From sea to shining sea, our national parks protect and preserve what’s best about our nation. With stunning natural beauty, amazing wildlife, inspiring history and lots of opportunities for fun and recreation, there’s no wonder why they’re often called “America’s best idea.” Generations of visitors have explored the parks and come away with a deep appreciation for these special places. Over the years, we’ve written about many of our national treasures. As you join us in celebrating National Park Week, please check out a few of our guides by clicking on the links below to better understand and appreciate your national parks.
The world’s first national park, Yellowstone is a fascinating wonderland of geysers, mountains, rivers, wildlife and forests sitting on a massive supervolcano.
Often called the Crown of the Continent, Glacier’s sweeping valley views and gorgeous alpine lakes make it one of the most beautiful places on Earth.
There’s something magical about Zion. The desert canyons, rock formations and cool river valleys feel like they were sculpted just for you.
Crater Lake is famous for its beautiful blue color, snowy winters, amazing volcanic history and unbelievable views.
The world’s best known wetland, the Everglades are home to an incredible variety of wildlife that live in the “sea of grass.”
President Theodore Roosevelt captured the spirit of the Grand Canyon when he said, “In the Grand Canyon, Arizona has a natural wonder which is in kind absolutely unparalleled throughout the rest of the world.”
As the hottest, driest and lowest national park, Death Valley is a land of extremes, offering visitors a striking contrast of landscapes to explore -- from snow covered peaks to lush wildflower meadows to seemingly endless desert plains.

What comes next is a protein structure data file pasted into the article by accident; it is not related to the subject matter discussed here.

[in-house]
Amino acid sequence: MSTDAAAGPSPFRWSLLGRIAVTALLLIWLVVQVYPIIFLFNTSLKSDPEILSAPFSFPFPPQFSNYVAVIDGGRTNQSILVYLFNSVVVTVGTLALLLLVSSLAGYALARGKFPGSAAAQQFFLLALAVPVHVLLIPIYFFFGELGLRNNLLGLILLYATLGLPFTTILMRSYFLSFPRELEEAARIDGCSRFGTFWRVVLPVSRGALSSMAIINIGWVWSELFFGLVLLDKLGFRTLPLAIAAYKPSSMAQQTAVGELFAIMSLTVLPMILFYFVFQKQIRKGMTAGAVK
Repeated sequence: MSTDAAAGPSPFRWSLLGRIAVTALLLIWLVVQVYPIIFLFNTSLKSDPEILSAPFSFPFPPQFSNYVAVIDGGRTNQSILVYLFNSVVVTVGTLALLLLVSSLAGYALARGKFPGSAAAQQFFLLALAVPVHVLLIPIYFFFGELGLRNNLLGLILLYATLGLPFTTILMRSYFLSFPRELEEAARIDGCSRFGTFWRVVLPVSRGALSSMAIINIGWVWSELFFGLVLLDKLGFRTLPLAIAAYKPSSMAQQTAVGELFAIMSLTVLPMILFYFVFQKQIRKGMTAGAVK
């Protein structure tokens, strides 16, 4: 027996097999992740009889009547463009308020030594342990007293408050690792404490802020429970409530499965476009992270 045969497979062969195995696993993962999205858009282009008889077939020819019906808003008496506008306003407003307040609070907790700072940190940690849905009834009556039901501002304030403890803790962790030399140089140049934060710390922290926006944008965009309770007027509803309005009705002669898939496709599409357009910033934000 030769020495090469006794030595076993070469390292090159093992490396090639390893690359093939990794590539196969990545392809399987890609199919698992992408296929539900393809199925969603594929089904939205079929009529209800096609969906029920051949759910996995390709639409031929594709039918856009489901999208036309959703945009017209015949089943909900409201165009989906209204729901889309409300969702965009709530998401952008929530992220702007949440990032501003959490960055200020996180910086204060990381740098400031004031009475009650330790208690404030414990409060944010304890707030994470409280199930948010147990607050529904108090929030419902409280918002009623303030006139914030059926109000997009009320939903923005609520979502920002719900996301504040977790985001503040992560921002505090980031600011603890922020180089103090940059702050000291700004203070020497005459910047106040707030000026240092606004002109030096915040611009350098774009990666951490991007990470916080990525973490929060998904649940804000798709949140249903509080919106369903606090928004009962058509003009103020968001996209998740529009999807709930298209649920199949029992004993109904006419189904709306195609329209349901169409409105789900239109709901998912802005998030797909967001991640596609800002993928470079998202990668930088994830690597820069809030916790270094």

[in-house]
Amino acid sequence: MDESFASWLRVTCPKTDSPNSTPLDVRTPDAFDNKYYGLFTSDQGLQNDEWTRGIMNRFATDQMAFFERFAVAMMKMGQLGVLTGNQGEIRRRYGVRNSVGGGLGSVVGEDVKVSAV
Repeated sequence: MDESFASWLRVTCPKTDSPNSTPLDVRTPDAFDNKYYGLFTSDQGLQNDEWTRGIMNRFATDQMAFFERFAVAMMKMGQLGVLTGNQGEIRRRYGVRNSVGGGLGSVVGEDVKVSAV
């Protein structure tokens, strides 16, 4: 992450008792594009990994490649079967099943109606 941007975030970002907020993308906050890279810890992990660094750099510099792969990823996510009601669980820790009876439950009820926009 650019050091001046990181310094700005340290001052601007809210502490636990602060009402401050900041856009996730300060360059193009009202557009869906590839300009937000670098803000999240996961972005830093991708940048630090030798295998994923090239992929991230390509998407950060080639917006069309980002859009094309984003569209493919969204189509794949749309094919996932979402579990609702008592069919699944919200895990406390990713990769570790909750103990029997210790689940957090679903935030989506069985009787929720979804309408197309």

Olympic is a gem of the Pacific Northwest. With mountain ranges, rainforests, dramatic valleys and gorgeous sandy beaches, you’ll need more than one visit to see it all.
An underground limestone labyrinth, Mammoth Cave preserves the world's longest known cave system. Touring the cave is an adventurer’s dream, with tight spots, interesting creatures and ornate rock formations to discover.
Home to brown bears, Alaska Natives and America’s tallest mountain, Denali can be overwhelming.
With elevations from 7,860 feet to 14,259 feet, Rocky Mountain makes you feel like you are on top of the world.
Yosemite became a national park in 1890 and more than 125 years later, it’s still wowing visitors.
One of the best places to learn about the Civil Rights Movement is Dr. King’s home and church in Atlanta. Walking in his footsteps and connecting with him as a leader and a human being helps preserve his legacy and keep his dream alive.
There are over 400 National Park Service sites across the country, each with a story to tell. From the popular parks highlighted here to hidden gems you might not have heard of, there’s so much to discover. So hit the road and we’ll see you soon in your national parks!